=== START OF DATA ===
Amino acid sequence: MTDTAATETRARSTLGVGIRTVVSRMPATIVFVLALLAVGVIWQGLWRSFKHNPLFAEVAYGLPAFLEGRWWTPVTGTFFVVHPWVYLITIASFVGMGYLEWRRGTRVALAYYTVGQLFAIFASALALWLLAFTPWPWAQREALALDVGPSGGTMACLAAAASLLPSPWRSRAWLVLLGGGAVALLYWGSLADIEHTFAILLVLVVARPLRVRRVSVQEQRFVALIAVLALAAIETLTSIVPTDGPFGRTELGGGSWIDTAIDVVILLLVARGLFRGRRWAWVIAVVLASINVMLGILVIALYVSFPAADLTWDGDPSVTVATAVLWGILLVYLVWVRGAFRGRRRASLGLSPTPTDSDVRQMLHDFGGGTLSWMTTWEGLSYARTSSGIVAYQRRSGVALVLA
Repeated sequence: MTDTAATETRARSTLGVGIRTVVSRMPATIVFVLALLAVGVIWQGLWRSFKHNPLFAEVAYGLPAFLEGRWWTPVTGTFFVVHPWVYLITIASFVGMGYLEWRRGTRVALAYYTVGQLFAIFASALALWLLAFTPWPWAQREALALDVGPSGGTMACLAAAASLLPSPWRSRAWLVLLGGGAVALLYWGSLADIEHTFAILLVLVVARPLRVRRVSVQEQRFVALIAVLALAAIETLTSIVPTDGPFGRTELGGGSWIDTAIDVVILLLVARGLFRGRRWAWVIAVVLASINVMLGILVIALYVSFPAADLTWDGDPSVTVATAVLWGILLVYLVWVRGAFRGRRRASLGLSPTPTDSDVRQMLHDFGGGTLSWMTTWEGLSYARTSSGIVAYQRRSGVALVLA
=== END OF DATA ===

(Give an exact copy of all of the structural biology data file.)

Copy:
Amino acid sequence: MTDTAATETRARSTLGVGIRTVVSRMPATIVFVLALLAVGVIWQGLWRSFKHNPLFAEVAYGLPAFLEGRWWTPVTGTFFVVHPWVYLITIASFVGMGYLEWRRGTRVALAYYTVGQLFAIFASALALWLLAFTPWPWAQREALALDVGPSGGTMACLAAAASLLPSPWRSRAWLVLLGGGAVALLYWGSLADIEHTFAILLVLVVARPLRVRRVSVQEQRFVALIAVLALAAIETLTSIVPTDGPFGRTELGGGSWIDTAIDVVILLLVARGLFRGRRWAWVIAVVLASINVMLGILVIALYVSFPAADLTWDGDPSVTVATAVLWGILLVYLVWVRGAFRGRRRASLGLSPTPTDSDVRQMLHDFGGGTLSWMTTWEGLSYARTSSGIVAYQRRSGVALVLA
Repeated sequence: MTDTAATETRARSTLGVGIRTVVSRMPATIVFVLALLAVGVIWQGLWRSFKHNPLFAEVAYGLPAFLEGRWWTPVTGTFFVVHPWVYLITIASFVGMGYLEWRRGTRVALAYYTVGQLFAIFASALALWLLAFTPWPWAQREALALDVGPSGGTMACLAAAASLLPSPWRSRAWLVLLGGGAVALLYWGSLADIEHTFAILLVLVVARPLRVRRVSVQEQRFVALIAVLALAAIETLTSIVPTDGPFGRTELGGGSWIDTAIDVVILLLVARGLFRGRRWAWVIAVVLASINVMLGILVIALYVSFPAADLTWDGDPSVTVATAVLWGILLVYLVWVRGAFRGRRRASLGLSPTPTDSDVRQMLHDFGGGTLSWMTTWEGLSYARTSSGIVAYQRRSGVALVLA